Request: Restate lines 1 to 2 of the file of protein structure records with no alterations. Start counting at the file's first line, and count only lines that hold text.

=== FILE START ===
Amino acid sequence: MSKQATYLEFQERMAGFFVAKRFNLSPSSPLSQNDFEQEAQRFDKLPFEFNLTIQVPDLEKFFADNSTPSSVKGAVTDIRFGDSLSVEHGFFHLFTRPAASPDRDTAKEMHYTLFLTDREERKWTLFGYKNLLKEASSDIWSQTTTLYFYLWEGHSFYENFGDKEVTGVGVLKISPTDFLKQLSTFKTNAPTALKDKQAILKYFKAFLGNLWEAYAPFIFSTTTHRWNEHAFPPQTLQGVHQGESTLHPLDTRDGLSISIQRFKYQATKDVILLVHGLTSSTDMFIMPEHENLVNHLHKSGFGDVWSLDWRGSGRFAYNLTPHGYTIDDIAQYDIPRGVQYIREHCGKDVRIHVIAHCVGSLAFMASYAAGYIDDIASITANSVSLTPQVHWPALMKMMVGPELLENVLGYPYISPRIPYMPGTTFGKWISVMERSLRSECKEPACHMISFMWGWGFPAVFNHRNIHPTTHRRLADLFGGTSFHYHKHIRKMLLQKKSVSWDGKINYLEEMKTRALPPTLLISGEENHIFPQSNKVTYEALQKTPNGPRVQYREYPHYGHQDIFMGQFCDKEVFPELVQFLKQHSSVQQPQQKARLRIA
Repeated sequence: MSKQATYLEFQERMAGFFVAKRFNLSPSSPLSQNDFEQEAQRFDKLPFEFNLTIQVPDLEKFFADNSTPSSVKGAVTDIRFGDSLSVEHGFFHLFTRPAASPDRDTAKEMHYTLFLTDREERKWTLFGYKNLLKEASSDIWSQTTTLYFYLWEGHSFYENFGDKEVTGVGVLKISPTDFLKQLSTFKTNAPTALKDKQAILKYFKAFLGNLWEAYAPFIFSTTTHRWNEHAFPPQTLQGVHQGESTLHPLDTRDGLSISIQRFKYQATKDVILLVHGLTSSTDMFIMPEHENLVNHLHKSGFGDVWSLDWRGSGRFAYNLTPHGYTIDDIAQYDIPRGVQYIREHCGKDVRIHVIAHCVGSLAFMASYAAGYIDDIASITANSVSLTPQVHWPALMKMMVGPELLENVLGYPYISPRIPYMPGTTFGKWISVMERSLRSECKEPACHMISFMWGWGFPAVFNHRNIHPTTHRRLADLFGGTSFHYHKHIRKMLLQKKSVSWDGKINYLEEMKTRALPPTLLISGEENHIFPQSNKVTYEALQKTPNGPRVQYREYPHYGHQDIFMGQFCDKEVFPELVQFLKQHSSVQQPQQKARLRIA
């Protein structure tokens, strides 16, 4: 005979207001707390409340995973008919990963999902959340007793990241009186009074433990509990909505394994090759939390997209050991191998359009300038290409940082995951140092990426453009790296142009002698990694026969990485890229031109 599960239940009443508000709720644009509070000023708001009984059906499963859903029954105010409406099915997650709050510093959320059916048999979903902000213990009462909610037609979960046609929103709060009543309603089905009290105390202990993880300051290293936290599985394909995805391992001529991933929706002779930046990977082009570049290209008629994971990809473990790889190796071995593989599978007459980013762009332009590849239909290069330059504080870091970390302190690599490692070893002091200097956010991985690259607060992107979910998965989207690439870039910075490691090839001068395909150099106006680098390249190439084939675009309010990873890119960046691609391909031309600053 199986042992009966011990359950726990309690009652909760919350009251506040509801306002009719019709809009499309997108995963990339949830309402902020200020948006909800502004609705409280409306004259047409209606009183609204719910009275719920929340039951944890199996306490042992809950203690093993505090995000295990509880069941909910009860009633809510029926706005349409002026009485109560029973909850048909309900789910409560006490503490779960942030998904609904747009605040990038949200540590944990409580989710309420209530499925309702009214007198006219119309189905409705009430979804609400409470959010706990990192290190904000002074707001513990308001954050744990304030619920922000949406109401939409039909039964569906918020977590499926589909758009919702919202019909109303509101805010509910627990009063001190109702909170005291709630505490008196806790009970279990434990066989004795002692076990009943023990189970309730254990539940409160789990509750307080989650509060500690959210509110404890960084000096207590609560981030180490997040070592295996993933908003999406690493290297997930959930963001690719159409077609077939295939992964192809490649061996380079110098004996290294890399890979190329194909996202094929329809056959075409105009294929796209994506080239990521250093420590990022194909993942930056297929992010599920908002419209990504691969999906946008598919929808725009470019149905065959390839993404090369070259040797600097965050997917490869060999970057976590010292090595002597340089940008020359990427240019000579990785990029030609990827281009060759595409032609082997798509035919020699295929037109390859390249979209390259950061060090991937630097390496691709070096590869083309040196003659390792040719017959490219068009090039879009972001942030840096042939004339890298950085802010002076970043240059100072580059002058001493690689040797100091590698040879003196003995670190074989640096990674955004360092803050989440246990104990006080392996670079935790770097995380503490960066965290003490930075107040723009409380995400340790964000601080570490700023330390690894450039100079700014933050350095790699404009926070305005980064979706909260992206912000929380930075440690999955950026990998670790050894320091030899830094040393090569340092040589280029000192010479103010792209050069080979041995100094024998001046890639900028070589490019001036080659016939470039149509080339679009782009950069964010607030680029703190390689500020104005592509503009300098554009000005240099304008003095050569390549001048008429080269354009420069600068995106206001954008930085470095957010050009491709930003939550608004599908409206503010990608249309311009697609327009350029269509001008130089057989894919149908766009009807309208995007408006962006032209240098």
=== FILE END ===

Amino acid sequence: MSKQATYLEFQERMAGFFVAKRFNLSPSSPLSQNDFEQEAQRFDKLPFEFNLTIQVPDLEKFFADNSTPSSVKGAVTDIRFGDSLSVEHGFFHLFTRPAASPDRDTAKEMHYTLFLTDREERKWTLFGYKNLLKEASSDIWSQTTTLYFYLWEGHSFYENFGDKEVTGVGVLKISPTDFLKQLSTFKTNAPTALKDKQAILKYFKAFLGNLWEAYAPFIFSTTTHRWNEHAFPPQTLQGVHQGESTLHPLDTRDGLSISIQRFKYQATKDVILLVHGLTSSTDMFIMPEHENLVNHLHKSGFGDVWSLDWRGSGRFAYNLTPHGYTIDDIAQYDIPRGVQYIREHCGKDVRIHVIAHCVGSLAFMASYAAGYIDDIASITANSVSLTPQVHWPALMKMMVGPELLENVLGYPYISPRIPYMPGTTFGKWISVMERSLRSECKEPACHMISFMWGWGFPAVFNHRNIHPTTHRRLADLFGGTSFHYHKHIRKMLLQKKSVSWDGKINYLEEMKTRALPPTLLISGEENHIFPQSNKVTYEALQKTPNGPRVQYREYPHYGHQDIFMGQFCDKEVFPELVQFLKQHSSVQQPQQKARLRIA
Repeated sequence: MSKQATYLEFQERMAGFFVAKRFNLSPSSPLSQNDFEQEAQRFDKLPFEFNLTIQVPDLEKFFADNSTPSSVKGAVTDIRFGDSLSVEHGFFHLFTRPAASPDRDTAKEMHYTLFLTDREERKWTLFGYKNLLKEASSDIWSQTTTLYFYLWEGHSFYENFGDKEVTGVGVLKISPTDFLKQLSTFKTNAPTALKDKQAILKYFKAFLGNLWEAYAPFIFSTTTHRWNEHAFPPQTLQGVHQGESTLHPLDTRDGLSISIQRFKYQATKDVILLVHGLTSSTDMFIMPEHENLVNHLHKSGFGDVWSLDWRGSGRFAYNLTPHGYTIDDIAQYDIPRGVQYIREHCGKDVRIHVIAHCVGSLAFMASYAAGYIDDIASITANSVSLTPQVHWPALMKMMVGPELLENVLGYPYISPRIPYMPGTTFGKWISVMERSLRSECKEPACHMISFMWGWGFPAVFNHRNIHPTTHRRLADLFGGTSFHYHKHIRKMLLQKKSVSWDGKINYLEEMKTRALPPTLLISGEENHIFPQSNKVTYEALQKTPNGPRVQYREYPHYGHQDIFMGQFCDKEVFPELVQFLKQHSSVQQPQQKARLRIA